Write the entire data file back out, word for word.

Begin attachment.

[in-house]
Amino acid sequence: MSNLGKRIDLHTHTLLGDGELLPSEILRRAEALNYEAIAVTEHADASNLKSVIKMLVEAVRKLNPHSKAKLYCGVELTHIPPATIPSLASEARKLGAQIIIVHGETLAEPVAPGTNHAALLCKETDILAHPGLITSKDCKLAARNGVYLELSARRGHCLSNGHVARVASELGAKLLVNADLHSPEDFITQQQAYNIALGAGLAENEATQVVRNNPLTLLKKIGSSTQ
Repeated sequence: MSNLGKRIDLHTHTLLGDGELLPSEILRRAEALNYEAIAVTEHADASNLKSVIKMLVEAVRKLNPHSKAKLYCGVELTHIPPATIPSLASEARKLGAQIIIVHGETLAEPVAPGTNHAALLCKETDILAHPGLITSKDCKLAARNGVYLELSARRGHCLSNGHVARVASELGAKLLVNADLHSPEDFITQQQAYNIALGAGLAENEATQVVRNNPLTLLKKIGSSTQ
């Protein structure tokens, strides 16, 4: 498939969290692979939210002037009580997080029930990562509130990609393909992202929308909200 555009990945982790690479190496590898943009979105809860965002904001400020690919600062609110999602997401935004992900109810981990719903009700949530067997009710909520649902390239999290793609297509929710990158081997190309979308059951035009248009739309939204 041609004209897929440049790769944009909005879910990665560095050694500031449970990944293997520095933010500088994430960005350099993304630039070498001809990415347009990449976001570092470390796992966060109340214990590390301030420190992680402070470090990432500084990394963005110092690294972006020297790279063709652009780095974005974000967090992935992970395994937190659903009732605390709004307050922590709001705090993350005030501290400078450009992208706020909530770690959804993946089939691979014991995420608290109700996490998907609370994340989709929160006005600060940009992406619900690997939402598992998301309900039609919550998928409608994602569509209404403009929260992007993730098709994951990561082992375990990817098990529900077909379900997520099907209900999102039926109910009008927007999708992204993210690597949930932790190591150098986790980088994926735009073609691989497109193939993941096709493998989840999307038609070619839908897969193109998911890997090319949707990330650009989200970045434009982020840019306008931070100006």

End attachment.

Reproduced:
[in-house]
Amino acid sequence: MSNLGKRIDLHTHTLLGDGELLPSEILRRAEALNYEAIAVTEHADASNLKSVIKMLVEAVRKLNPHSKAKLYCGVELTHIPPATIPSLASEARKLGAQIIIVHGETLAEPVAPGTNHAALLCKETDILAHPGLITSKDCKLAARNGVYLELSARRGHCLSNGHVARVASELGAKLLVNADLHSPEDFITQQQAYNIALGAGLAENEATQVVRNNPLTLLKKIGSSTQ
Repeated sequence: MSNLGKRIDLHTHTLLGDGELLPSEILRRAEALNYEAIAVTEHADASNLKSVIKMLVEAVRKLNPHSKAKLYCGVELTHIPPATIPSLASEARKLGAQIIIVHGETLAEPVAPGTNHAALLCKETDILAHPGLITSKDCKLAARNGVYLELSARRGHCLSNGHVARVASELGAKLLVNADLHSPEDFITQQQAYNIALGAGLAENEATQVVRNNPLTLLKKIGSSTQ
């Protein structure tokens, strides 16, 4: 498939969290692979939210002037009580997080029930990562509130990609393909992202929308909200 555009990945982790690479190496590898943009979105809860965002904001400020690919600062609110999602997401935004992900109810981990719903009700949530067997009710909520649902390239999290793609297509929710990158081997190309979308059951035009248009739309939204 041609004209897929440049790769944009909005879910990665560095050694500031449970990944293997520095933010500088994430960005350099993304630039070498001809990415347009990449976001570092470390796992966060109340214990590390301030420190992680402070470090990432500084990394963005110092690294972006020297790279063709652009780095974005974000967090992935992970395994937190659903009732605390709004307050922590709001705090993350005030501290400078450009992208706020909530770690959804993946089939691979014991995420608290109700996490998907609370994340989709929160006005600060940009992406619900690997939402598992998301309900039609919550998928409608994602569509209404403009929260992007993730098709994951990561082992375990990817098990529900077909379900997520099907209900999102039926109910009008927007999708992204993210690597949930932790190591150098986790980088994926735009073609691989497109193939993941096709493998989840999307038609070619839908897969193109998911890997090319949707990330650009989200970045434009982020840019306008931070100006």